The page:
After 12 months of living in The Hague, the novelty of Indonesian masquerading as Chinese food is really starting to lose its appeal!

        2 Replies
        1. re: lollypolly

          I agree lollypoppy, there used to be a give away. When it was called a CHIN IND restaurant, you knew that Indonesians were running the kitchen. But do give Fat Kee a try. It may not be up to the NYC Chinatown standard, but some glorious eating can be done at Fat Kee. Everybody is raving about their signature Crispy Chicken dish, but the roast pork and their stir fried vegetables are great too. My Chinese friends here in Amsterdam were seriously panicking when they closed down for a couple of months. And when Chinese start losing their cool over a restaurant in another town, you know it's worth a visit.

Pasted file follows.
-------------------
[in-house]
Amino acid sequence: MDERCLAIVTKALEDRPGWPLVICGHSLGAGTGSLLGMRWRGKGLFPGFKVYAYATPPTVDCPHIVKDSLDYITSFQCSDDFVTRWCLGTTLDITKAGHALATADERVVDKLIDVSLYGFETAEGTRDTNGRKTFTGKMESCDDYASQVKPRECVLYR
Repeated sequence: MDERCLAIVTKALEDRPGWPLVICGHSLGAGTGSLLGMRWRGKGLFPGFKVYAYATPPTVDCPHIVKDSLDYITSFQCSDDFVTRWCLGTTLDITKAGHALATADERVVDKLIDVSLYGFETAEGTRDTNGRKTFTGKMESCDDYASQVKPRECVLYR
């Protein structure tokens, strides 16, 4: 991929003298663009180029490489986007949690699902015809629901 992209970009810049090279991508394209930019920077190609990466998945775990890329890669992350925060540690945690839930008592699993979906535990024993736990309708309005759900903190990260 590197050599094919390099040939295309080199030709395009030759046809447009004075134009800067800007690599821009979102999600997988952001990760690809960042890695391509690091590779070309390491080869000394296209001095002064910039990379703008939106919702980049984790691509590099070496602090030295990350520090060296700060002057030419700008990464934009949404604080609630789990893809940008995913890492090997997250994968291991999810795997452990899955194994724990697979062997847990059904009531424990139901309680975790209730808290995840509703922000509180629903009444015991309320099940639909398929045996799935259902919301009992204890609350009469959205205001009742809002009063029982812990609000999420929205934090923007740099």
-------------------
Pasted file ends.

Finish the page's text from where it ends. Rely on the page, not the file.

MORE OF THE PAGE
1. re: deepsandwich

            Thanks for the info deepsandwich!! I'm crossing my fingers that they do an okay duck, however the crispy chicken sounds good too! Think I'll test it out for lunch later this week.

        2. I agree with Ming Dynasty. But you do need a Cantonese speaker - or at least know how to order from seeing a picture, as they have a helpful photo menu as well. I recommend the egg tofu/asparagus/egg white/seafood dish, and fresh steamed oysters with vermicelli, garlic and green onions, and their buddha's delight noodle for pescatarians, and if you like fried noodles, they do a solid Singapore fried noodle as well.